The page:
June 24, 1999 Many researchers are racing to develop miniature high-tech devices each smaller than a postage stamp to treat medical conditions, test new drugs and monitor pollutants. All of these require a tiny pump that can repeatedly and reliably push small amounts of liquid through narrow channels for rapid analysis.
To accomplish this, engineers at The Johns Hopkins University have invented a micropump powered by the repeated growth and collapse of a single bubble. Because the bubble is generated by heat, it is easy to control, the inventors say. And because the bubble-powered pump has no moving mechanical parts, it is unlikely to wear out too quickly.
"It's very different from having a pump with a valve that has to open and close any number of times," says Andrea Prosperetti, the university's Charles A. Miller Jr. Distinguished Professor of Mechanical Engineering. "With no moving parts, the bubble-powered pump's prospects of failure are minimal."
Prosperetti, an internationally respected expert on the physics of bubbles, worked with two other Johns Hopkins mechanical engineering researchers in his lab, Hasan Oguz and He Yuan, to design, build and test a prototype bubble-based pump. They presented their results at recent conferences sponsored by the Acoustical Society of America and the Defense Advanced Research Projects Agency
The team's prototype utilizes two main tubes. One is 1.6 millimeters wide, about the width of the wire used to make a large paperclip. The other tube is half that diameter, but the inventors say the same principles would apply to smaller tubes as well. The prototype's main tubes are connected by an even narrower passage or "throat," measuring 0.5 millimeters in diameter. The engineers inserted steel needles into each of the larger tubes, connected the needles to a power source and filled the tubes with a salt solution to complete the circuit. The current was "squeezed" as it passed through the narrow throat, causing the water to boil or vaporize at that location. This led to the formation of a bubble in the throat. As it expanded like a balloon into the wider channel, the bubble pushed fluid ahead of it.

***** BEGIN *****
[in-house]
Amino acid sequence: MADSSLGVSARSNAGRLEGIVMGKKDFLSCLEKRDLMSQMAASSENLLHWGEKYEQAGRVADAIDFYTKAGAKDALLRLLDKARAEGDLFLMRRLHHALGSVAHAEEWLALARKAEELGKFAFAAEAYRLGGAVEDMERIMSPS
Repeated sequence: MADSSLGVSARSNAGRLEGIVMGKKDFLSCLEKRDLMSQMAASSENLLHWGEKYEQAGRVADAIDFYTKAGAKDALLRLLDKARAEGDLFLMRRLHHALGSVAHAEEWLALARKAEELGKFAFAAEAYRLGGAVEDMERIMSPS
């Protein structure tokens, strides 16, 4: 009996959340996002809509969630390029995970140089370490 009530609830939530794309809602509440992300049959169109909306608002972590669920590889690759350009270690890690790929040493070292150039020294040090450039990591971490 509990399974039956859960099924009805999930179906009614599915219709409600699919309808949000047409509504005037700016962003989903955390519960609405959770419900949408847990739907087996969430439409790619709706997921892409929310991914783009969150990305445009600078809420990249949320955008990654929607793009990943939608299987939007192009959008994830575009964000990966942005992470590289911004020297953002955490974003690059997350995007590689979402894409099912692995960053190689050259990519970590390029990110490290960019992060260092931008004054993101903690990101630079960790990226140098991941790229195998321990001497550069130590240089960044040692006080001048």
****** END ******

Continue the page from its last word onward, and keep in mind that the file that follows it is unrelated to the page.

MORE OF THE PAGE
When the electrical current is stopped, the bubble shrinks. Its final collapse, however, takes place not in the throat but in the wider channel. As a result, bubbles created in this system pump fluid through the tubes as they repeatedly expand and collapse. "You pump in the direction of the bubble's expansion," Prosperetti says. The prototype is capable of generating about five bubbles per second, but the inventors say it will be easy to move to much higher rates.
The bubble-powered pump could play a crucial role, for instance, in cutting-edge technology called micro total analysis systems. Engineers in this field are creating tiny devices on silicon chips, capable of detecting and analyzing small samples of fluid, then directing that some action take place. Their tiny size makes them ideal for a range of specialized tasks. For example, a small chip implanted in the body of a person with diabetes might regularly check the person's blood sugar level and order the release of the appropriate amount of insulin.
Also, pharmaceutical companies sometimes make minute quantities of thousands of potential drug compounds, looking for one variation that produces a beneficial chemical reaction. Each compound is costly to produce, but a micro-device would require less than a drop to analyze. Similarly, micro-devices could provide a low-cost method of simultaneously monitoring liquid pollutants produced by a factory at a large number of locations inside and outside of the plant.
"Every time you test something in these systems, you have to move fluids around in very tiny channels," says Prosperetti. "So there's been a search on for a means of actuation pumping without moving mechanical parts. We think bubbles are a good candidate for achieving this." Other researchers are developing different types of micropumps, including some that use miniaturized versions of traditional valves and other mechanical parts. But Prosperetti believes his bubble-powered pump is superior because it has no moving parts to wear out.
Although the test device built by the Johns Hopkins engineers creates bubbles with electrical current and a salt solution, Prosperetti says the system could also work with fluids that do not conduct electricity. For such liquids, tiny heaters embedded in the walls of the tubing could be used to form the bubbles.
Prosperetti and his colleagues have applied for a U.S. patent covering the bubble-based micropump technology. Their research was sponsored by the U.S. Air Force Office of Scientific Research and DARPA.
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